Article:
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Treatment of Asymptomatic Clostridium difficile Carriers (Fecal Excretors) with Vancomycin or Metronidazole: A Randomized, Placebo-controlled Trial

Stuart Johnson, MD; Scott R. Homann, MD; Kristine M. Bettin, BS; Judith N. Quick, BA; Connie R. Clabots, MT; Lance R. Peterson, MD; and Dale N. Gerding, MD
[+] Article, Author, and Disclosure Information

Grant Support: In part by the Department of Veterans Affairs and by the National Foundation for Infectious Diseases/Beecham Laboratories 1987 Postdoctoral Fellowship in Nosocomial Infection Research.

Requests for Reprints: Stuart Johnson, MD, Infectious Disease/111F, Veterans Affairs Medical Center, One Veterans Drive, Minneapolis, MN 55417.

Current Author Addresses: Drs. Johnson and Gerding and Ms. Bettin, Quick, and Clabots: Infectious Disease Section/111F, Department of Medicine, Veterans Affairs Medical Center, One Veterans Drive, Minneapolis, MN 55417.

Dr. Homann: Department of Biomedical Sciences, University of Illinois College of Medicine at Rockford, 1601 Parkview, Rockford, IL 61107.

Dr. Peterson: Department of Pathology, Wesley Pavilion, Room 564, Northwestern Memorial Hospital, 250 East Superior Street, Chicago, IL 60611.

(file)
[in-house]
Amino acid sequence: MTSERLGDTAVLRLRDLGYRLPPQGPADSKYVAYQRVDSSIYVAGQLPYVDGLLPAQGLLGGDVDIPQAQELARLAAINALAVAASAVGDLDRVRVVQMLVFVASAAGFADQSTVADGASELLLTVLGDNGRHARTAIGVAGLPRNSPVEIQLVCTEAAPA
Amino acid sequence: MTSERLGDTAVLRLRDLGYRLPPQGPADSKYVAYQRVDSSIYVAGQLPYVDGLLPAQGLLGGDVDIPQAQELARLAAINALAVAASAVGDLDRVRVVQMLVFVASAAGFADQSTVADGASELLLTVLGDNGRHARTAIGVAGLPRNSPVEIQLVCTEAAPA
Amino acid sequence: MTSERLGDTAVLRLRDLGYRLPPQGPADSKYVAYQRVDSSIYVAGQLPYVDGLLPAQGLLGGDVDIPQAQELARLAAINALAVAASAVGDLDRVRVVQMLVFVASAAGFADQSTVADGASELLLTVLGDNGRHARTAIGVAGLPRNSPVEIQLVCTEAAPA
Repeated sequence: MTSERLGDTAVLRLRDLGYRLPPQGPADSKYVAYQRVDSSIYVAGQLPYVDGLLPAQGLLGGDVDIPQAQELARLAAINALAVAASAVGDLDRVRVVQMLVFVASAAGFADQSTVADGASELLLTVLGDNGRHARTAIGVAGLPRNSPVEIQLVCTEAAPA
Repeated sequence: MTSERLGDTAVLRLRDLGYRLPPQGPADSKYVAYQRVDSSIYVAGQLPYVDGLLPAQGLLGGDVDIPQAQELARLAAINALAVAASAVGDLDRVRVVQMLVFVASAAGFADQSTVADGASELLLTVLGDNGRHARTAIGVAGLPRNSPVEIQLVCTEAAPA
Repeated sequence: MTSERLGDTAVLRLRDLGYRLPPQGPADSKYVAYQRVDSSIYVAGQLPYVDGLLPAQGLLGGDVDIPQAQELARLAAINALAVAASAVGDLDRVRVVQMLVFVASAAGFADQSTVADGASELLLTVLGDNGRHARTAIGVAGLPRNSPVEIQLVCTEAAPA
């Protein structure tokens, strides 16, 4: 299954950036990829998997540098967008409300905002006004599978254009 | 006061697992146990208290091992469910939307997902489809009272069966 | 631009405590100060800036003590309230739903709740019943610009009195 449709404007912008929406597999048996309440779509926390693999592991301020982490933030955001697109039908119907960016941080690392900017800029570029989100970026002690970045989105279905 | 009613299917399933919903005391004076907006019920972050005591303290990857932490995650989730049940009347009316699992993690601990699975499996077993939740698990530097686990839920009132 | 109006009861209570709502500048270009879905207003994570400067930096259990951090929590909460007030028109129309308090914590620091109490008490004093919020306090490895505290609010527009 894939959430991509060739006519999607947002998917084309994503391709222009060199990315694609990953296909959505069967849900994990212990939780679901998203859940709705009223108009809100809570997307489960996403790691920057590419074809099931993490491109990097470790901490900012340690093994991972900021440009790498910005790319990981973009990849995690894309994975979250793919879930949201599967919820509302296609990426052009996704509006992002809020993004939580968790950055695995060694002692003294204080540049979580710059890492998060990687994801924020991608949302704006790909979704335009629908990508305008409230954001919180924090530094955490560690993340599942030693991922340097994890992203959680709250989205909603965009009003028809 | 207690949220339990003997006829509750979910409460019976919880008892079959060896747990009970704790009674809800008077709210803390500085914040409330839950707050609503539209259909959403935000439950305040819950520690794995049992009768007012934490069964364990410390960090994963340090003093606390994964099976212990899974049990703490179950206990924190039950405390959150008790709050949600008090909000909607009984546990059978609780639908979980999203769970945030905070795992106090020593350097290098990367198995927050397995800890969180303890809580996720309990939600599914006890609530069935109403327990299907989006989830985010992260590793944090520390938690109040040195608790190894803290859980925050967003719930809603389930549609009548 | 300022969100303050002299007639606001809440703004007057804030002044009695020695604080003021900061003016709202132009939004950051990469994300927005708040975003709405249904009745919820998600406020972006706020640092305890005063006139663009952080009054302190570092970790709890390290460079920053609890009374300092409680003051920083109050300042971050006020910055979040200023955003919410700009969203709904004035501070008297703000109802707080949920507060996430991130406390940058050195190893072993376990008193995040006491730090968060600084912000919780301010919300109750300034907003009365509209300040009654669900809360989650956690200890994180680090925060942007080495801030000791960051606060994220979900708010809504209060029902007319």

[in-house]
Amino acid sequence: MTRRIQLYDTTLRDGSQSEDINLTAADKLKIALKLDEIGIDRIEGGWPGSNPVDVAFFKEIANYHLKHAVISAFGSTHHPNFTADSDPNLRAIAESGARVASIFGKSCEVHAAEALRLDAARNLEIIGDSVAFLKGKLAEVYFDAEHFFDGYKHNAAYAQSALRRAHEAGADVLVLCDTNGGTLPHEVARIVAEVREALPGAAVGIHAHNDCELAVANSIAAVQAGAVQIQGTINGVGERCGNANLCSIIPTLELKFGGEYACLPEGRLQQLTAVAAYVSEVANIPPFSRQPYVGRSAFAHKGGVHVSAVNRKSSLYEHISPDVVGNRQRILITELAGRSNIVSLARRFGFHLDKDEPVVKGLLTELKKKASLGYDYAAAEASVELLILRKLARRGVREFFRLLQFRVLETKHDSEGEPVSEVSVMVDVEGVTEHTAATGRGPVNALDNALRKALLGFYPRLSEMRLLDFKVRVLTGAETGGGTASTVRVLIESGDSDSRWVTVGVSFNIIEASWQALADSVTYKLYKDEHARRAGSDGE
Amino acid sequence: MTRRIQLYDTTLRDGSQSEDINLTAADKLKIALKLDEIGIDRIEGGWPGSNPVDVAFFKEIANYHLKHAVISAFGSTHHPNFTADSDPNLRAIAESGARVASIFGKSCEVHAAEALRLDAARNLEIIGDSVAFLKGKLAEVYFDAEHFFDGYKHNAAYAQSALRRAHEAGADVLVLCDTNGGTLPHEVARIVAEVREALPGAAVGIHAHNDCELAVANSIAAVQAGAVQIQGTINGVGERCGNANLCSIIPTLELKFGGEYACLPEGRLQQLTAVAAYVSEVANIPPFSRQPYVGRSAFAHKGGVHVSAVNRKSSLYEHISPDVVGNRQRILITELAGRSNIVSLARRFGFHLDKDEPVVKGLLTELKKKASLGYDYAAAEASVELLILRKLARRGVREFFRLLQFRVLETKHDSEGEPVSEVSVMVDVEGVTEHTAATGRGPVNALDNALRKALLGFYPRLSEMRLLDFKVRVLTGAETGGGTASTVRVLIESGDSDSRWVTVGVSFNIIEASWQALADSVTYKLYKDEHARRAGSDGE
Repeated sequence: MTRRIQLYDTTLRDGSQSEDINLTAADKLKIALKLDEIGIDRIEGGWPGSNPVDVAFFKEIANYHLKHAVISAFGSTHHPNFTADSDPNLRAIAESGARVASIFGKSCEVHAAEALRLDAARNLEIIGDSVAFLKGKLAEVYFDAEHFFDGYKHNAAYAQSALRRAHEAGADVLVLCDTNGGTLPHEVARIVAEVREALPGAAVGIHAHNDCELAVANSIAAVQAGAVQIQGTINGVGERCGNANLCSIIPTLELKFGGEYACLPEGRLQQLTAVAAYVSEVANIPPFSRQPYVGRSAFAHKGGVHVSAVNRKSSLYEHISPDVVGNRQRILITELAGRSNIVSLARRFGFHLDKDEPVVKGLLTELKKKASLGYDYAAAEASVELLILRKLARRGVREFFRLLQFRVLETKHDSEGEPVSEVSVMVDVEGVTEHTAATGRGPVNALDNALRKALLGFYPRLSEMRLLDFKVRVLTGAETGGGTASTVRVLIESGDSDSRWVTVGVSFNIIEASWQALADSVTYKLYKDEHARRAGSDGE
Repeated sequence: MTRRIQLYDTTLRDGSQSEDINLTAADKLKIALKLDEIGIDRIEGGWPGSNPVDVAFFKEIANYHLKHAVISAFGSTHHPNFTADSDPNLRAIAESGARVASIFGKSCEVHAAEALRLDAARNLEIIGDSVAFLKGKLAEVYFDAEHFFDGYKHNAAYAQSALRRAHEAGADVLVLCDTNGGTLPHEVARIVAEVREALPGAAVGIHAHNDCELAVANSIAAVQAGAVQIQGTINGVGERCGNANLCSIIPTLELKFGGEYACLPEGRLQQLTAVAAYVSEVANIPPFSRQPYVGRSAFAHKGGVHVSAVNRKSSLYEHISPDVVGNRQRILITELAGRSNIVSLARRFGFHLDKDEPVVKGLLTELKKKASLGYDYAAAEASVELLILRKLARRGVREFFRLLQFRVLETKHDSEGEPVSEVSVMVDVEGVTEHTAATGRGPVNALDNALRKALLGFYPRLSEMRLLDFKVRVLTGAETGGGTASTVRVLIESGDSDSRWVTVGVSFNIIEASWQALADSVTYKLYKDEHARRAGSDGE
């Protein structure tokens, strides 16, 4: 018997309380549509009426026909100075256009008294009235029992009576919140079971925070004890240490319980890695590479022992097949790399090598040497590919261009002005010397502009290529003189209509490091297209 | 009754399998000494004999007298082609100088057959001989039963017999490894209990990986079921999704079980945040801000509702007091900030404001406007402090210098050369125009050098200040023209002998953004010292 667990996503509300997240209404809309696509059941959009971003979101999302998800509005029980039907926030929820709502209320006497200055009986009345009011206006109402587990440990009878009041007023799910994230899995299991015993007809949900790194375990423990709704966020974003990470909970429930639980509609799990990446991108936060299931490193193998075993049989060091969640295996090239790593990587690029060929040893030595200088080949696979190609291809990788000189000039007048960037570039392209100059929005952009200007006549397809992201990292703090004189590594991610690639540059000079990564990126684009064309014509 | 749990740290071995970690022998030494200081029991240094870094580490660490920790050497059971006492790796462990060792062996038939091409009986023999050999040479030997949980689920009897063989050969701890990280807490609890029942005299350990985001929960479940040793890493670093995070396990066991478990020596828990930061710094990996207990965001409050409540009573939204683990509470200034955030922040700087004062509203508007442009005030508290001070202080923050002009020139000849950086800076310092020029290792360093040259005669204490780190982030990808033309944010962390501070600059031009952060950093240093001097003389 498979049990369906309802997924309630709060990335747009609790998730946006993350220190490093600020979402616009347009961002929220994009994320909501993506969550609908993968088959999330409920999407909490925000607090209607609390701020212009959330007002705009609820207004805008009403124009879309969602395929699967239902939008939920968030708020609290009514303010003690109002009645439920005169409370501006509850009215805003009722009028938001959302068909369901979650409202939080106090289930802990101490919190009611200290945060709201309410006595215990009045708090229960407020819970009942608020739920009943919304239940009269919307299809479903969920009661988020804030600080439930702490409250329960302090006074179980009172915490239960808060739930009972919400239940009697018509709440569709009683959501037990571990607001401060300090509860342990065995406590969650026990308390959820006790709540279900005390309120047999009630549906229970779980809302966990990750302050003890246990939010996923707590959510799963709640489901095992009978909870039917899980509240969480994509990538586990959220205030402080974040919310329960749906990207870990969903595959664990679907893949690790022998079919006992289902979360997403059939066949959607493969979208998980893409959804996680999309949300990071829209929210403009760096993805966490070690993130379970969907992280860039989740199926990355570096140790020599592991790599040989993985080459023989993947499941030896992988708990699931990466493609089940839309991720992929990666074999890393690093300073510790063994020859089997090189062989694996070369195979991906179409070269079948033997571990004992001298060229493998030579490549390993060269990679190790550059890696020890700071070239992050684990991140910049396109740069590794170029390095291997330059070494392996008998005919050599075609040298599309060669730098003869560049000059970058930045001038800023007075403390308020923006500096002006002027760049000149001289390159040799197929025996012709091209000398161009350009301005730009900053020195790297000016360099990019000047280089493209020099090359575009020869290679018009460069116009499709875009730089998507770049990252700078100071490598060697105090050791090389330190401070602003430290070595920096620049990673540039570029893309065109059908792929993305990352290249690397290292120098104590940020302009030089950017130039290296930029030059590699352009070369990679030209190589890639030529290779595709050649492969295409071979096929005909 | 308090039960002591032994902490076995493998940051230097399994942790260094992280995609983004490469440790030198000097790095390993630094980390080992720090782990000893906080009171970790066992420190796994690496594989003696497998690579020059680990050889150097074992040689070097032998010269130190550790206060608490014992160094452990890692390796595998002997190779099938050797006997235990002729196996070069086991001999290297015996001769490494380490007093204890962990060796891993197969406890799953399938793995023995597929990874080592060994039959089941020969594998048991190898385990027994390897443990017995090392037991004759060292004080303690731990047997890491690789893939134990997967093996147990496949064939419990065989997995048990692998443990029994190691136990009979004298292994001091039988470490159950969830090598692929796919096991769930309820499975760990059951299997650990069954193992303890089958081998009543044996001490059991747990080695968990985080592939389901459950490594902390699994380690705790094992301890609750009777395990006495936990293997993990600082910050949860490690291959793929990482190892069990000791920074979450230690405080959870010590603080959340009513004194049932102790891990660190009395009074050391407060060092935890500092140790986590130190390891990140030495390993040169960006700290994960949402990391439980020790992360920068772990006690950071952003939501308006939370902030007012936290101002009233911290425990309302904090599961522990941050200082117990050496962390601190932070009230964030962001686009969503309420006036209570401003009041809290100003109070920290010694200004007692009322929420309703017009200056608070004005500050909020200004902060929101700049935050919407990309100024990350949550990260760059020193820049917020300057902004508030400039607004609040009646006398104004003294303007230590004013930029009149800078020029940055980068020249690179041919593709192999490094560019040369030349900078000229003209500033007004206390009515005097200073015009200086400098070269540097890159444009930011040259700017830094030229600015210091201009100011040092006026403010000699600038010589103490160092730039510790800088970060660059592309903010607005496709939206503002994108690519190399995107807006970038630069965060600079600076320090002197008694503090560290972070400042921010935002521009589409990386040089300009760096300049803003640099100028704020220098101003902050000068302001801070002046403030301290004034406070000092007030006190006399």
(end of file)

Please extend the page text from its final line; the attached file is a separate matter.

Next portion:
Ann Intern Med. 1992;117(4):297-302. doi:10.7326/0003-4819-117-4-297
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Objective: To compare the efficacy of vancomycin and metronidazole for eradication of asymptomatic Clostridium difficile fecal excretion as a means of controlling nosocomial outbreaks of C. difficile diarrhea.

Design: Randomized, placebo-controlled, nonblinded trial.

Setting: Six hundred-bed regional referral Veterans Affairs Medical Center.

Patients: Thirty patients excreting C. difficilewithout diarrhea or abdominal symptoms.

Interventions: All patients were randomized to receive 10 days of oral vancomycin, 125 mg four times daily; metronidazole, 500 mg twice daily; or placebo, three times daily.

Measurements: Stool cultures were obtained during treatment and for 2 months after treatment. All C. difficile isolates were typed by restriction endonuclease analysis (REA).

Results: Clostridium difficile organisms were not detected during and immediately after treatment in 9 of 10 patients treated with vancomycin compared with 3 of 10 patients treated with metronidazole (P = 0.02) and 2 of 10 patients in the placebo group (P = 0.005). The fecal vancomycin concentration was 1406 ± 1164 µg/g feces, but metronidazole was not detectable in 9 of 10 patients. Eight of the nine evaluable patients who had negative stool cultures after treatment with vancomycin began to excrete C. difficile again 20 ± 8 days after completing treatment. Three of these patients received additional antibiotics before C. difficile excretion recurred, and five acquired new C. difficile REA strains. Four of six patients who received only vancomycin before C. difficile excretion recurred were culture-positiveat the end of the study compared with one of nine patients who received only placebo (P = 0.047).

Conclusions: Asymptomatic fecal excretion of C. difficile is transient in most patients, and treatment with metronidazole is not effective. Although treatment with vancomycin is temporarily effective, it is associated with a significantly higher rate of C. difficile carriage 2 months after treatment and is not recommended.





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